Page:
Even if you’re not big on holiday traditions, there’s just something about December that brings out the nostalgia for the New York of decades past — or Old New York, if you will. Travel back to a simpler time in the MTA’s vintage fleet of subway cars and buses, rolling out on winter weekends and payable by MetroCard, because we’re not willing to actually forgo modern technology entirely.
Gawk at the Fifth Ave holiday windows
Window shopping for obscenely expensive couture outfits is totally acceptable this time of year. High-end retailers like Bergdorf Goodman and the more affordable Lord & Taylor go all out to lure in customers with glittering, musical, moving window displays that truly embrace the capitalist Christmas spirit — in the best way possible, of course. If being surrounded by shopping bags screams holiday time to you, linger past the windows along Fifth Ave near 57th St and walk all the way down to Macy’s to catch the annually changing displays. Hey, it’s free to look!
The outdoor holiday markets are festive and all, but why not head to an indoor shopping experience where you can pick out some gifts without the fog of your breath and looming threat of sleet distracting from your shopping goals. About 100 vendors set up at the Winter Flea, selling everything from vintage records and typewriters to homemade jewelry, knitwear, and more, making it an easy spot for all of your holiday shopping. Plus, there’s a bar serving warm mulled wine and an assortment of Smorgasburg vendors selling tacos and other foods. The market is open extra hours during the week before Christmas, making it a great last-minute stop to pick up all those second cousins’ presents you forgot you needed.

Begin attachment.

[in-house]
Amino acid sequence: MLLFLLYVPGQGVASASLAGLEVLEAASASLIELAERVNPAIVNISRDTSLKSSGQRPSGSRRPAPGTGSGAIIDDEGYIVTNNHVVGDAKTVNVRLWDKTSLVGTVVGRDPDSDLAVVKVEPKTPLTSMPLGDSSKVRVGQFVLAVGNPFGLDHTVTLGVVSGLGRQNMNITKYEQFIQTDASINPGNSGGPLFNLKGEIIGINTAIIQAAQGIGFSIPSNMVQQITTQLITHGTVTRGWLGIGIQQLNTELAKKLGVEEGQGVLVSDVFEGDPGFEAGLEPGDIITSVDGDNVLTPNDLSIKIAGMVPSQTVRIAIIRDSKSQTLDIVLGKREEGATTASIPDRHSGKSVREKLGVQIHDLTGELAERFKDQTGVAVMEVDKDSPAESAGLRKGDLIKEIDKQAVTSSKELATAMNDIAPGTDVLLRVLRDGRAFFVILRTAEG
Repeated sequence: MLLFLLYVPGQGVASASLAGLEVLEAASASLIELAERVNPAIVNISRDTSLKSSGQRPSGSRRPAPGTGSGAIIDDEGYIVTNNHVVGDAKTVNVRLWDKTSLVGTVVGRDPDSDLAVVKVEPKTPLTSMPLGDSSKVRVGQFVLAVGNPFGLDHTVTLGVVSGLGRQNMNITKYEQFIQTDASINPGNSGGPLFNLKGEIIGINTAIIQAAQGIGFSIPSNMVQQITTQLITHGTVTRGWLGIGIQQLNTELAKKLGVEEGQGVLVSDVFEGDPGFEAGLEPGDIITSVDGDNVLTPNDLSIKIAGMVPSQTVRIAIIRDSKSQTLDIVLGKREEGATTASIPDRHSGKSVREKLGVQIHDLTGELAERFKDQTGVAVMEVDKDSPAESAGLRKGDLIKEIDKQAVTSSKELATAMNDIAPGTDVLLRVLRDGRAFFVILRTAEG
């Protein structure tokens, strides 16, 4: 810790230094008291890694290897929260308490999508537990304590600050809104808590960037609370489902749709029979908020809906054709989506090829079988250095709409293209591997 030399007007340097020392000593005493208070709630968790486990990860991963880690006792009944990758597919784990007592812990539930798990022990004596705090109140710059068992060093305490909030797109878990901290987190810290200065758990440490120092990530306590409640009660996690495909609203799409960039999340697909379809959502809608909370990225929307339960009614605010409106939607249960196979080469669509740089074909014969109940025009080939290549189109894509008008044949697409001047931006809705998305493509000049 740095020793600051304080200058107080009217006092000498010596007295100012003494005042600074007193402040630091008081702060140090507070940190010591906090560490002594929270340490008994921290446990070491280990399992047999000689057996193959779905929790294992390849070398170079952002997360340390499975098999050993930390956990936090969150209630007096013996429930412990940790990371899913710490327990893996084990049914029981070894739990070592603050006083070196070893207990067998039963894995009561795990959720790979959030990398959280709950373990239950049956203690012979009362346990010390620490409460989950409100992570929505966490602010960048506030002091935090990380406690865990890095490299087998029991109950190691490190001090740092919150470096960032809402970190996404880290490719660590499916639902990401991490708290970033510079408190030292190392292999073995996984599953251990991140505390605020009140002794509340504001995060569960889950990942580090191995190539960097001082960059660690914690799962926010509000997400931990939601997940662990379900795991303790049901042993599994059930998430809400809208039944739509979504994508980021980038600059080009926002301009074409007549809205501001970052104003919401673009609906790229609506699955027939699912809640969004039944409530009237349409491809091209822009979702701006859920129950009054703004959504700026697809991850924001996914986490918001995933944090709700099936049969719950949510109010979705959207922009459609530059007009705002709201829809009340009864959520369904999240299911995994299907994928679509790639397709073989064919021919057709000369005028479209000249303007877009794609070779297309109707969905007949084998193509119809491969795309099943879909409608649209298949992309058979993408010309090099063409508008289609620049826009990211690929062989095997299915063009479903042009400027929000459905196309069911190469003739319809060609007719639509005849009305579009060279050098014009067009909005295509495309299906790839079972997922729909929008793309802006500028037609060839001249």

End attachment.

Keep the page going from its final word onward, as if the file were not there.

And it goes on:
No holiday season in New York is complete without a trip to Rolf’s. The German restaurant gets traditionally decked out in ornaments, tinsel, and Christmas lights like no place else in town, making it nearly impossible to pass up on a cold December night (and beyond). Crowd into the bar to sip an eggnog cocktail, or reserve a table to fill up on deep fried jaeger schnitzel and spätzle. If the extreme holiday decor didn’t tip you off already, carb season is in full force.